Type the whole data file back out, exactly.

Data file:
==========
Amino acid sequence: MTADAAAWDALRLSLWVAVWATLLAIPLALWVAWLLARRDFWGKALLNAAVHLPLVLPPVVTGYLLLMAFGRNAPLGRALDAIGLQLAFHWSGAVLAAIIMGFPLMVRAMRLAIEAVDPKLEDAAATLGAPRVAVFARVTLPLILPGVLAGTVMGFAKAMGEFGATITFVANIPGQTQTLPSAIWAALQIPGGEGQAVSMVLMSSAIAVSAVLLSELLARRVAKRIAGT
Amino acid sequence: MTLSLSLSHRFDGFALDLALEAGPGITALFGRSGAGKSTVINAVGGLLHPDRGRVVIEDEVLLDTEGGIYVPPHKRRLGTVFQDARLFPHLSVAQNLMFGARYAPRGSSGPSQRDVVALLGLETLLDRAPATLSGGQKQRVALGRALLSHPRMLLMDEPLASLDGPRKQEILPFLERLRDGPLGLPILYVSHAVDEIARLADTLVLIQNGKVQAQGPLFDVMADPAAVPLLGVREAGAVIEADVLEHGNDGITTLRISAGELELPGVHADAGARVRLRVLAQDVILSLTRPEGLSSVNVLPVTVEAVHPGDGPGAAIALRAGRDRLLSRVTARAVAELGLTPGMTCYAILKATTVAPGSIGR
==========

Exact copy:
Amino acid sequence: MTADAAAWDALRLSLWVAVWATLLAIPLALWVAWLLARRDFWGKALLNAAVHLPLVLPPVVTGYLLLMAFGRNAPLGRALDAIGLQLAFHWSGAVLAAIIMGFPLMVRAMRLAIEAVDPKLEDAAATLGAPRVAVFARVTLPLILPGVLAGTVMGFAKAMGEFGATITFVANIPGQTQTLPSAIWAALQIPGGEGQAVSMVLMSSAIAVSAVLLSELLARRVAKRIAGT
Amino acid sequence: MTLSLSLSHRFDGFALDLALEAGPGITALFGRSGAGKSTVINAVGGLLHPDRGRVVIEDEVLLDTEGGIYVPPHKRRLGTVFQDARLFPHLSVAQNLMFGARYAPRGSSGPSQRDVVALLGLETLLDRAPATLSGGQKQRVALGRALLSHPRMLLMDEPLASLDGPRKQEILPFLERLRDGPLGLPILYVSHAVDEIARLADTLVLIQNGKVQAQGPLFDVMADPAAVPLLGVREAGAVIEADVLEHGNDGITTLRISAGELELPGVHADAGARVRLRVLAQDVILSLTRPEGLSSVNVLPVTVEAVHPGDGPGAAIALRAGRDRLLSRVTARAVAELGLTPGMTCYAILKATTVAPGSIGR